By Lee Hee-soo, Hanyang University Professor and President of the
Korean Association of Middle East Studies
The Middle East has seen war for the last 60 years. Now, Israel and
Hamas Islamists once again mount attacks against each other.

Hamas occupied the Gaza Strip after Israel withdrew from the region
in. Hamas became the leading party and formed a de facto autonomous
government in the Gaza Strip with the ardent support of residents in
the general election in February 2006. Hamas has pursued armed
conflict with Israel, unlike Palestinian leader Mahmoud Abbas of
Al-Fatah party who resorted to negotiation with Israel for resolving
the conflict.

Israel, for its part, set up the separation barrier and began to
pursue its policy to isolate the Gaza Strip in June, 2007. It
intended to incite an uprising by keeping water, electricity and
daily necessities under strict control, and ultimately leaving them
withering to death. The two parties barely agreed on the truce this
June, faced with the immediate resistance from Hamas and brutal
punishment by Israel.

Despite these efforts, the region has been plagued with isolation
and blockade. Hamas Islamists could no longer lead a life with
commodities delivered through an underground tunnel, and residential
complaints and sufferings went to extremes. Given that, the last
attack by Hamas was just an expected step.

Israel must have made a political calculation that it should not
miss this opportunity. Above all, it would no longer be able to
ignore the powerful enemy, which is posing a threat to Israeli
security right under their nose. Israeli leaders must also have
ruminated on the shameful withdrawal from Lebanon two years ago.
Observers point out, sadly, that Israel's move is designed for its
ruling party to win votes in the February 10 general elections.
Israel may also seek to use a power vacuum caused by the termination
of Palestinian Authority Chairman Mahmoud Abbas's mandate on January
10 and the upcoming Obama inauguration in the U.S. How long must
this tedious and abominable war be used as a political tool by
extremists at the expense of innocent lives?

Although the UN Security Council adopted a resolution calling for
Israel's withdrawal from its occupied territories, and the
International Court of Justice issued a final ruling that Israel
should tear down its separation barrier, Israel is not budging an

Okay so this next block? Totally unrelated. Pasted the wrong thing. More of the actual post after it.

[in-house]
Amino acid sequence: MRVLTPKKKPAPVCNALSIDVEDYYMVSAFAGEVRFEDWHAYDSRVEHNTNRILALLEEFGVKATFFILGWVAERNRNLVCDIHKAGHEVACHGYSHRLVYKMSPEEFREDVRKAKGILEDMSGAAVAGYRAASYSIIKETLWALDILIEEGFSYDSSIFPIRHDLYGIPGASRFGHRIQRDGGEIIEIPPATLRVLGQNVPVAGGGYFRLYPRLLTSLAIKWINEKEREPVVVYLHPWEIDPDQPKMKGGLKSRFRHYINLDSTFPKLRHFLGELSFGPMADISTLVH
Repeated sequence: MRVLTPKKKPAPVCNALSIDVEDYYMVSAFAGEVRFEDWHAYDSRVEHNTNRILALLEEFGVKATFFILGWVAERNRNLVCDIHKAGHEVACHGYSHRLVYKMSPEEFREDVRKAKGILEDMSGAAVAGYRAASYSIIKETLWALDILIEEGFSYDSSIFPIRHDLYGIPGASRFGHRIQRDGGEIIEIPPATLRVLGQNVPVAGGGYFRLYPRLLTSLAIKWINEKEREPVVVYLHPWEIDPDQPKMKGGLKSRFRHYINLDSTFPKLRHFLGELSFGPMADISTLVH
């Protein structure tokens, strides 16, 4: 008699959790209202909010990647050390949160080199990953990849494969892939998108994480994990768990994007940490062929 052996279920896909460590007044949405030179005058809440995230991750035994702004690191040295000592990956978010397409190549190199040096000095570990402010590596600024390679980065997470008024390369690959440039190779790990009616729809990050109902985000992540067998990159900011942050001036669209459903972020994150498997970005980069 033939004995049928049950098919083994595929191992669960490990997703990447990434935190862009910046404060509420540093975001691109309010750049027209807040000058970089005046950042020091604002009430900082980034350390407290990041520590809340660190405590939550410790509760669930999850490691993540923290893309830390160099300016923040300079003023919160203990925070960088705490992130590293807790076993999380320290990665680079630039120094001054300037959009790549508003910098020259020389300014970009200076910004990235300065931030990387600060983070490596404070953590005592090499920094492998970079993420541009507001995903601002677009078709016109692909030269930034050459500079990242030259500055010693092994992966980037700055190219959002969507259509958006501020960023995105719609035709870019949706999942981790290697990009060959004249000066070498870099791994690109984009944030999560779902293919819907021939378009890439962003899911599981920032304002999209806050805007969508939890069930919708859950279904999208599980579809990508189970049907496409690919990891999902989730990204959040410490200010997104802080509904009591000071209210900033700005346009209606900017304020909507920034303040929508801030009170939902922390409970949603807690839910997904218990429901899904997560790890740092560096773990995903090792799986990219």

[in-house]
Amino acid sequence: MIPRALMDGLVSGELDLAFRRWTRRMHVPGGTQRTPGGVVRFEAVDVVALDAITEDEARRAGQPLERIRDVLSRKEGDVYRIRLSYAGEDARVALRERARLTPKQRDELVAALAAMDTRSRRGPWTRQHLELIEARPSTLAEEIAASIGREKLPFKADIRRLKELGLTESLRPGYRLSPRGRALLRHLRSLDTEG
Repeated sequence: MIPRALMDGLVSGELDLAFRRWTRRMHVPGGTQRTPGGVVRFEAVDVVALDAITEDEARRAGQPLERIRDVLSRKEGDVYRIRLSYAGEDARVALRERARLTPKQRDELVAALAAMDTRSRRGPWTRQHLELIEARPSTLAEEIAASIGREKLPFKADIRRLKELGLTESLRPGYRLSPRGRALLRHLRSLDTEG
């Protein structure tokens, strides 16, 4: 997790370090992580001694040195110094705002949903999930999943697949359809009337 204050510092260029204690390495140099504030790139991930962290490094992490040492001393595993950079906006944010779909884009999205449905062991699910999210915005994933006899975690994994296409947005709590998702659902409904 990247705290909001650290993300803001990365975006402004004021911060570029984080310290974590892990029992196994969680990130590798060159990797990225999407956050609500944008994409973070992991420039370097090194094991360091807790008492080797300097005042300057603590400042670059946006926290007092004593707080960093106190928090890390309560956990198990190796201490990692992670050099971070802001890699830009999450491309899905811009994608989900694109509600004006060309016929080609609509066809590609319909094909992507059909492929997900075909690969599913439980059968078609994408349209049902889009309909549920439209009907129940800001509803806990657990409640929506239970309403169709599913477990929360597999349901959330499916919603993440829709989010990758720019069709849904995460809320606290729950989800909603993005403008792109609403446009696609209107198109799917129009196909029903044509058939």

inch, citing national security. And as long as Hamas continues to
resist recognizing the existence of Israel, this parallel may run
for another six decades.

The biggest dilemma in the Middle East conflict is the fact that
there is no impartial mediator. The global cop U.S. has no
alternative but to side with Israel unconditionally. It is currently
difficult to find any influential mediator who can persuade Hamas to
stop. This Middle East issue is a task that requires the fair
involvement of the U.S. and hard work and cooperation among the
entire human race.


Features

N. Korea to Prepare for Post-Kim Jong-il Era Next Year
(Dong-a Ilbo, December 31, 2008, Front Page)

By Reporter Shin Seok-ho

North Korea is expected to hold general legislative elections in
July and August to replace senior politicians with up-and-coming
ones, preparing for an era without supreme leader, Kim Jong-il.
The Institute for National Security Strategy, a subsidiary of the
National Intelligence Service, made this forecast yesterday.
"Certain elderly politicians will be replaced and middle-aged ones
will emerge (via these elections)," the report said. "Increasingly,
more people who have given economic benefits to the nation will be
chosen as lawmakers."
The report also predicted that the North's "military-first" ideology
will gradually lose support as it develops another ideology to
prepare itself for a post-Kim era.
According to the think tank, pragmatism and the "juche" ideology, or
one stressing independence, will gain more support.

* This is a translation provided by the newspaper, and it is
identical to the Korean version.


ROK Looking at Ways to Support U.S. in Afghanistan
(Chosun Ilbo, December 31, 2008, Front Page)

By Reporter Lim Min-hyeok

The government will dispatch a senior official to Afghanistan in
January on a fact-finding mission to assess what the ROK can do to
help the U.S. war effort there. The ROKG expects the Barack Obama
Administration, which will be inaugurated on Jan. 20, to ask Seoul
for a renewed commitment in the war-torn country.

A ROKG source said a senior Foreign Ministry official and a
working-level team will arrive in Afghanistan in mid-January. They
will visit Bagram, where what is billed as an ROK "reconstruction"
team is currently deployed, he added.

Another Government official said, "We've concluded that it's
necessary to conduct on-site fact finding to see how we can
contribute there in consideration of our relations with the new U.S.
Administration."

* This is a translation provided by the newspaper, and it is
identical to the Korean version.


Stephens
6